The economic geography of transition countries: Winners, losers and future prospects

Group of researchers (Klaus Desmet, Dávid Krisztián Nagy, Dzhamilya Nigmatulina and Nathaniel Young)

The economic geography of transition economies has changed dramatically over the last quarter century, with large urban areas growing fast and many smaller places facing declining populations. Using a high-resolution spatial growth model, this column projects the transition economies as a whole to perform economically well over the next decades, especially the region’s densest places. Large-scale infrastructure projects such as the Belt and Road Initiative will have a positive impact, but not more so than modest reductions of general trade frictions.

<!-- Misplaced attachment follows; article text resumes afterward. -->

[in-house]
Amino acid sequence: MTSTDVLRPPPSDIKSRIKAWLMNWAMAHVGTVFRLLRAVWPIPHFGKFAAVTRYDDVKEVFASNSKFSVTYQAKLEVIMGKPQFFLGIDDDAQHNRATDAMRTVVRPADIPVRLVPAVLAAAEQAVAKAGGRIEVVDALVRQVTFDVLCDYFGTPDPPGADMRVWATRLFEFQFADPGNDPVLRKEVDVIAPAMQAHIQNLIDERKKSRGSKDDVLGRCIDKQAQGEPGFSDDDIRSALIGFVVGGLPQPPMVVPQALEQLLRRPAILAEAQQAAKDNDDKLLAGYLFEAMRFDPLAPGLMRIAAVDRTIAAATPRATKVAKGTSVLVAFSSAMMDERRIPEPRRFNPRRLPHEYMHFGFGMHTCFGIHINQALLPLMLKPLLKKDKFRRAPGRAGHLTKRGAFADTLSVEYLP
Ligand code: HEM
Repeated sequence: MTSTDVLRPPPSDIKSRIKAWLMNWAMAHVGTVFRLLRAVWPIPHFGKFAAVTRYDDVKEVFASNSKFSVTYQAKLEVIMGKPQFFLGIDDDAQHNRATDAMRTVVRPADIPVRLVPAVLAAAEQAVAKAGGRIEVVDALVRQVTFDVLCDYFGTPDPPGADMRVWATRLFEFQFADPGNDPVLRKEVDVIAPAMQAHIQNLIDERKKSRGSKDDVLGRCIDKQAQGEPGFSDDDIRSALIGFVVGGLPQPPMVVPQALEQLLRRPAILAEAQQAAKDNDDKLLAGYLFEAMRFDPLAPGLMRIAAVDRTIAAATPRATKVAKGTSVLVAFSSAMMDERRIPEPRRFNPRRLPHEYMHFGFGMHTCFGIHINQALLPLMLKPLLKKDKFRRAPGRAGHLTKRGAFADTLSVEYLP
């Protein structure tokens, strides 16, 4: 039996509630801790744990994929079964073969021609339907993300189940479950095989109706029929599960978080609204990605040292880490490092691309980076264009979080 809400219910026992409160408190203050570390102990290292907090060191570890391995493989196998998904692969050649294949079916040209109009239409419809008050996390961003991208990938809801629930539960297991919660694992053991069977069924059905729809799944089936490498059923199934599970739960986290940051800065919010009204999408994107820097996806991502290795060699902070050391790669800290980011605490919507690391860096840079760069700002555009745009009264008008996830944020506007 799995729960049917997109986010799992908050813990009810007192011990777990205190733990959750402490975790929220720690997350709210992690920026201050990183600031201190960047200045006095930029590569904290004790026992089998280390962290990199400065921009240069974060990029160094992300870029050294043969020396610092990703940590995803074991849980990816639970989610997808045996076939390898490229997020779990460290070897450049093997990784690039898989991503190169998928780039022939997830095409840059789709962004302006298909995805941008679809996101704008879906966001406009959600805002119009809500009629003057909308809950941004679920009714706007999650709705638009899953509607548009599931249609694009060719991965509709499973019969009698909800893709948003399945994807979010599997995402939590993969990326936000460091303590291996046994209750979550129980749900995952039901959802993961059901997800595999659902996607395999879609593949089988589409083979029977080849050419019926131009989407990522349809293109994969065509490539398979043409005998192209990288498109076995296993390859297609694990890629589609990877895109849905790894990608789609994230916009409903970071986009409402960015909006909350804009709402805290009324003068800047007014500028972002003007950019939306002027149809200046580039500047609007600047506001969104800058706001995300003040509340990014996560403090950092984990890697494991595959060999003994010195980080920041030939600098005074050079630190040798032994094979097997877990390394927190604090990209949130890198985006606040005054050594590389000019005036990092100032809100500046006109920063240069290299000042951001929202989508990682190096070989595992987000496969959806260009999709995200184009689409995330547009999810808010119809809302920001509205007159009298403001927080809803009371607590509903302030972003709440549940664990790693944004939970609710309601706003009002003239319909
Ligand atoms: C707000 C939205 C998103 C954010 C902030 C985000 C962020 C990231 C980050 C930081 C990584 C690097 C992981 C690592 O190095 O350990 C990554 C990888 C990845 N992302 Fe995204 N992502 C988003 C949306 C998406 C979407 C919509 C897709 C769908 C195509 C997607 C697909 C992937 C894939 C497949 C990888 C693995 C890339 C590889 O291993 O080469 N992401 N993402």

Our analysis suggests that the broad geographic changes occurring in Europe and the rest of the EBRD regions create opportunities for productivity growth and overall economic gains. The forces behind the evolving patterns of population concentrations across space are deep and pervasive. While overall positive in their effects, these changes also leave segments of the population behind in areas that become increasingly sparsely populated. As those areas lose density, their local opportunities recede as well. Policies to soften their landing, while attempting to ignite some of the agglomeration forces on which they’ve missed out, could be their best chance for achieving growth and maintaining well-being. Investments to improve local amenities such as the provision of water, healthcare and energy, and investments in local education opportunities may work well in these areas. Such policies must be implemented with caution, as they may have negative effects in the aggregate.  Alternatively, measures that incentivise geographic mobility may help to improve the opportunities of residents in left-behind places.



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